A smart mob is a group whose coordination and communication abilities have been empowered by digital communication technologies. Smart mobs are particularly known for their ability to mobilize quickly.
Internet culture, or cyberculture, is a culture that has emerged, or is emerging, from the use of computer networks for communication, entertainment, and business. Internet culture is also the study of various social phenomena associated with the Internet and other new forms of the network communication. Examples of these new forms of network communication include, online communities, online multi-player gaming, wearable computing, social gaming, social media, mobile apps, augmented reality, and texting as well as issues related to identity, privacy, and network formation.
Davey Winder, previously known as "Wavey Davey" or "dwindera" but now settled as "happygeek", is a United Kingdom IT pundit who has worked as a consultant, writer and journalist. He is the 'IT Security Journalist of the Year (UK) 2010', an award he has won three out of the four years it has been given.
Intelligence amplification (IA) refers to the effective use of information technology in augmenting human intelligence. The idea was first proposed in the 1950s and 1960s by cybernetics and early computer pioneers.
Participatory media is media where the audience can play an active role in the process of collecting, reporting, analyzing and disseminating content. Citizen / Participatory journalism, citizen media and democratic media are related principles.
Participatory culture is an opposing concept to consumer culture — in other words a culture in which private individuals do not act as consumers only, but also as contributors or producers (prosumers). The term is most often applied to the production or creation of some type of published media. Recent advances in technologies have enabled private persons to create and publish such media, usually through the Internet. Since the technology now enables new forms of expression and engagement in public discourse, participatory culture not only supports individual creation but also informal relationships that pair novices with experts. This new culture as it relates to the Internet has been described as Web 2.0. In participatory culture "young people creatively respond to a plethora of electronic signals and cultural commodities in ways that surprise their makers, finding meanings and identities never meant to be there and defying simple nostrums that bewail the manipulation or passivity of "consumers."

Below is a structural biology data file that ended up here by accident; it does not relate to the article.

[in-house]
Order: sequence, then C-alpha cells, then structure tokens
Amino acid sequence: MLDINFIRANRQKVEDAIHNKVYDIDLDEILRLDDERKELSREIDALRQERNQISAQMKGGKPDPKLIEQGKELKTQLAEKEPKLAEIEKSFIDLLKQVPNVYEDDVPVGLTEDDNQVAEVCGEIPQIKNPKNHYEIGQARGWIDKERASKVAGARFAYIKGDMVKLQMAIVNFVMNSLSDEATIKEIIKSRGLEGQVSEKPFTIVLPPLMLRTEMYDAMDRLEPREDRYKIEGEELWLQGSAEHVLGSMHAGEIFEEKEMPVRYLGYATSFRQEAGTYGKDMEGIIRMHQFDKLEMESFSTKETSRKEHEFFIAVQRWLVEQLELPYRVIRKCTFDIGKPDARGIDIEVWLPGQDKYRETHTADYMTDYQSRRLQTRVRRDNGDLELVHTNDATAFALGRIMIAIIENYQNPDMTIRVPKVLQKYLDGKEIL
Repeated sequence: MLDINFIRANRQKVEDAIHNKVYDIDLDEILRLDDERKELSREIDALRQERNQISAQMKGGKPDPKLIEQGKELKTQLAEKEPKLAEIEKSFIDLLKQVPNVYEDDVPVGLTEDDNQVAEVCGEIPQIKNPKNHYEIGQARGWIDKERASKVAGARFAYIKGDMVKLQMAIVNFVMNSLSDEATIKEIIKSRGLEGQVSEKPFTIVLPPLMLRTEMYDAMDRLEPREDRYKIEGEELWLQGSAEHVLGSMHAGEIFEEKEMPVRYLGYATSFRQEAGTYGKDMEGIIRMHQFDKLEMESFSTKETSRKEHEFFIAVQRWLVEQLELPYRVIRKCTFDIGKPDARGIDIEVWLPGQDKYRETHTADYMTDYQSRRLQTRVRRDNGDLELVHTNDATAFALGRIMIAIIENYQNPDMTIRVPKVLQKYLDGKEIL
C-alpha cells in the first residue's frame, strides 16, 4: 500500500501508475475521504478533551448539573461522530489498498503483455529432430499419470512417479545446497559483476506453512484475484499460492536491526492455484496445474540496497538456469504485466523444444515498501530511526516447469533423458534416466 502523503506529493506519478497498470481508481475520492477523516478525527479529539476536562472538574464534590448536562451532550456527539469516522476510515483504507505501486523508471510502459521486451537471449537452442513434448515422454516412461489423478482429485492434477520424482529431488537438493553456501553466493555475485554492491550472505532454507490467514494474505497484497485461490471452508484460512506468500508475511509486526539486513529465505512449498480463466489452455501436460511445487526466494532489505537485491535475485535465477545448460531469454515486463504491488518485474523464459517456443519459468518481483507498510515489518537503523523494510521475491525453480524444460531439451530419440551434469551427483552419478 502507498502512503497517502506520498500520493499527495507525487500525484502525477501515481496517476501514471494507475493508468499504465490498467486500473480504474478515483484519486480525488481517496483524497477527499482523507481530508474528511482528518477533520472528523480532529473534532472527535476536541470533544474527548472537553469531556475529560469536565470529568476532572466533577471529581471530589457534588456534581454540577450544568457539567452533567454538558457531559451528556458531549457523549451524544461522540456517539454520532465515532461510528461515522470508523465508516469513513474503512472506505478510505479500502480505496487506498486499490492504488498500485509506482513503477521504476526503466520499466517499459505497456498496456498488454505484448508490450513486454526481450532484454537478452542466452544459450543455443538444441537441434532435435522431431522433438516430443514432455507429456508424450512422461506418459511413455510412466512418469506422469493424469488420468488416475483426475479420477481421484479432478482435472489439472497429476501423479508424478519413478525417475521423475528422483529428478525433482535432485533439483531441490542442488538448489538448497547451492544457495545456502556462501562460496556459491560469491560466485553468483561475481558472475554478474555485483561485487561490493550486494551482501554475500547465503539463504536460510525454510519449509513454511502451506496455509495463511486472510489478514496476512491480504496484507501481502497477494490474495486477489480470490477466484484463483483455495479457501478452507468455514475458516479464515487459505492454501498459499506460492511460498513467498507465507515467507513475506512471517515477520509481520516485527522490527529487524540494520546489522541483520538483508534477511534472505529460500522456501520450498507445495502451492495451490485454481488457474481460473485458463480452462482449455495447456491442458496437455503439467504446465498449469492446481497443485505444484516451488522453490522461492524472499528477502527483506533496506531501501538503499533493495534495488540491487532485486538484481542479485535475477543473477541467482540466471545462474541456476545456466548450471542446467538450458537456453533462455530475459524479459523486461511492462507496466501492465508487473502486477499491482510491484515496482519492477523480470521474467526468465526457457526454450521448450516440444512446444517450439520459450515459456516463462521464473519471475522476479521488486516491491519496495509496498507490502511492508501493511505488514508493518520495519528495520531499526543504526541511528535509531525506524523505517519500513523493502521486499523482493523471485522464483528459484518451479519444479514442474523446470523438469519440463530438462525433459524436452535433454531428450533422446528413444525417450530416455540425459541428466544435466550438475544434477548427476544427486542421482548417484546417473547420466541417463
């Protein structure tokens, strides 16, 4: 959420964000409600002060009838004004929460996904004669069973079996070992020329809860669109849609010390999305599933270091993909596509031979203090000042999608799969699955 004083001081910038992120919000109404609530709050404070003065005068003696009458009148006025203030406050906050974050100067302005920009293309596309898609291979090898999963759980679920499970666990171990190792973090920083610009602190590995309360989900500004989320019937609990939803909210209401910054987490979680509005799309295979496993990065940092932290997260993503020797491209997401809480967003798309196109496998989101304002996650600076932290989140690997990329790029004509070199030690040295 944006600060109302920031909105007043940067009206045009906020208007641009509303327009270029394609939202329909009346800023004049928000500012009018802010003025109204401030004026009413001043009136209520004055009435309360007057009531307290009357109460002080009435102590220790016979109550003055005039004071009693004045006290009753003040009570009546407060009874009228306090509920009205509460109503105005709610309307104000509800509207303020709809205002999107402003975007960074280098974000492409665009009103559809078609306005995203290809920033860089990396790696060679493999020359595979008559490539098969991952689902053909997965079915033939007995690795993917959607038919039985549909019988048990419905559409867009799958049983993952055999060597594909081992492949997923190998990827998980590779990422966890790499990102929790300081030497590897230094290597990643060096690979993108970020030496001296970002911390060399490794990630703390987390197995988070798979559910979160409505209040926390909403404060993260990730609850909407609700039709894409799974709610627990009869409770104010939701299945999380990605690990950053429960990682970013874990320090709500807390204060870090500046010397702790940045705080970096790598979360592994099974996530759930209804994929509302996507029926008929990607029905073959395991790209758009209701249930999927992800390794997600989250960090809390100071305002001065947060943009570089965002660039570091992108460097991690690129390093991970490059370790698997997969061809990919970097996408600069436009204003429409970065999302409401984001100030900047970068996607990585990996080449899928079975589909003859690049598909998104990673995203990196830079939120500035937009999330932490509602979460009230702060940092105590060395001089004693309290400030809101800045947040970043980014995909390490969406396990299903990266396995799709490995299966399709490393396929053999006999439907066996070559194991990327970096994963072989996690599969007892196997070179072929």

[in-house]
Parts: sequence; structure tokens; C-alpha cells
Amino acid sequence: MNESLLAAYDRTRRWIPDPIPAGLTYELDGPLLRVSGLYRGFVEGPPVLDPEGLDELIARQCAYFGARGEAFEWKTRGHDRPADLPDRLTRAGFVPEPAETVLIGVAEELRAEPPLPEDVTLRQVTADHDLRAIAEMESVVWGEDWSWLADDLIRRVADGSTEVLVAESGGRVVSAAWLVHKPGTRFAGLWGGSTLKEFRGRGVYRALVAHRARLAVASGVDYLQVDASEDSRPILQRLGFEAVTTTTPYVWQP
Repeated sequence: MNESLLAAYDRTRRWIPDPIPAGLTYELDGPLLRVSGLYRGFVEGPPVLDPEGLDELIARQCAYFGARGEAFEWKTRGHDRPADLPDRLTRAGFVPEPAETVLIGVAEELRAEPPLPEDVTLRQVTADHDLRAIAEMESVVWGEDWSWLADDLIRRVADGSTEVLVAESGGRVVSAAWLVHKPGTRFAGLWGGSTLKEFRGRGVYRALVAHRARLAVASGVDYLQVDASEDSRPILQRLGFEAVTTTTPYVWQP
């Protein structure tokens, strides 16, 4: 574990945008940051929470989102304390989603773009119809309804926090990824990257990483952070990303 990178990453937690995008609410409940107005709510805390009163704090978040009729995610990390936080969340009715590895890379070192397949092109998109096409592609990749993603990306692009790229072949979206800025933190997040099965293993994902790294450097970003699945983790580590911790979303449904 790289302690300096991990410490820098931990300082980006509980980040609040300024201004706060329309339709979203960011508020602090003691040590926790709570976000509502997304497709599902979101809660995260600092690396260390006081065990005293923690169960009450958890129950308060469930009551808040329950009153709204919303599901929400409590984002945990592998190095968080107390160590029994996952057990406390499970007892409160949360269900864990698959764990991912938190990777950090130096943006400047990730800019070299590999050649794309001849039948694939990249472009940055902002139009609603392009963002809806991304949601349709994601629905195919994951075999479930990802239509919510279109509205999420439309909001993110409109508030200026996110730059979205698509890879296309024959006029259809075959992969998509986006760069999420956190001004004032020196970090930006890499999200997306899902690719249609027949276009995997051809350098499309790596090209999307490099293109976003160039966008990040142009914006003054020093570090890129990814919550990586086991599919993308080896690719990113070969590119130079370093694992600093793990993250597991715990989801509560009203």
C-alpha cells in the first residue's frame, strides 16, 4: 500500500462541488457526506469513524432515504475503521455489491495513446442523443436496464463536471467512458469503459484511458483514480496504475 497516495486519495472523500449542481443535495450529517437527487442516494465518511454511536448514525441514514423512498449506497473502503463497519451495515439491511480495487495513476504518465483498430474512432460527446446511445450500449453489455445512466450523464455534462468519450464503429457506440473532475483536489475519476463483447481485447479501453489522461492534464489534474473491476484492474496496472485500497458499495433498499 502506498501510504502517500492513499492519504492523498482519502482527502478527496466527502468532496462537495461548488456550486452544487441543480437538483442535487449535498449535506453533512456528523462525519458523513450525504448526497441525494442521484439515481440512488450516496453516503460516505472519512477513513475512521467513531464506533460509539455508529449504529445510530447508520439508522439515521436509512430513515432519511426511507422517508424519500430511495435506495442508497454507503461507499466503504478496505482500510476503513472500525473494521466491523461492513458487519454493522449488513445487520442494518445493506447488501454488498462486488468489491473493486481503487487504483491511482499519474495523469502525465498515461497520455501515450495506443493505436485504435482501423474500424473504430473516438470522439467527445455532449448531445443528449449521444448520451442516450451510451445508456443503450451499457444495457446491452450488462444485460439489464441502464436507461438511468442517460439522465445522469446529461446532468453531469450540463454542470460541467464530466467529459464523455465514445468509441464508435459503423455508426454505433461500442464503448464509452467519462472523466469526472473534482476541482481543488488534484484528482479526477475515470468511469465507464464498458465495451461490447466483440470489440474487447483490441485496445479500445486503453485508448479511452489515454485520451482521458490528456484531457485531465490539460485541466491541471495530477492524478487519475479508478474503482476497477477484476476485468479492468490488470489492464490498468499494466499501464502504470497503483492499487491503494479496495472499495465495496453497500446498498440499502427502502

As coined in the writings of Marshall McLuhan, metamedia referred to new relationships between form and content in the development of new technologies and new media. [REFERENCE NEEDED: The book Understanding Media doesn't once use the word metamedia, meta-media, meta-medium or metamedium.]
Lovegety was a proximity matchmaking device introduced in Feb. 1998 in Japan by Erfolg Co.,ltd., which allowed users to find potential dates that match their personal preferences in the vicinity. Over 1,300,000 of these units were sold in Japan at an approximate price of $21.
The Wearable Computing Group is a research group within the computer and information science department at the University of Oregon that focuses on the development and evaluation of wearable and mobile computing technology for facilitating and augmenting human collaboration.
Peter Enrique Kollock was an American sociologist and an associate professor and vice chair in the department of sociology at the University of California, Los Angeles.
Cybermethodology is a newly emergent field that focuses on the creative development and use of computational and technological research methodologies for the analysis of next-generation data sources such as the Internet. The first formal academic program in Cybermethodology is being developed by the University of California, Los Angeles.
Douglas Mark Rushkoff is an American media theorist, writer, columnist, lecturer, graphic novelist, and documentarian. He is best known for his association with the early cyberpunk culture, and his advocacy of open source solutions to social problems.
Clive Thompson is a Canadian freelance journalist, blogger, and science and technology writer.
MediaSmarts is a bilingual Canadian non-profit organization based in Ottawa, Ontario that focuses on media literacy programs. In particular, the organization promotes critical thinking via education resources and analyzes the content of various types of mass media. Surveys and studies performed by MediaSmarts have explored youth media consumption, such as television and internet use, as well as media issues. In recent years the organization's focus has shifted more heavily to digital literacy, although it continues to produce resources on traditional media.
Louis Rosenberg is a technologist, prolific inventor, entrepreneur, writer, and currently the CEO of the artificial Intelligence company Unanimous AI. His doctoral work at Stanford University resulted in the virtual fixtures system for the US Air Force, the first immersive Augmented Reality system, built in 1992. Rosenberg founded a number of technology companies, including the early VR company Immersion Corporation which went public in 1999, the 3D digitizer company Microscribe which was used in the making of many feature films, and the technology company Outland Research. Rosenberg also worked as a tenured professor at California Polytechnic State University. In 2014, Rosenberg founded Unanimous A.I., an artificial intelligence company.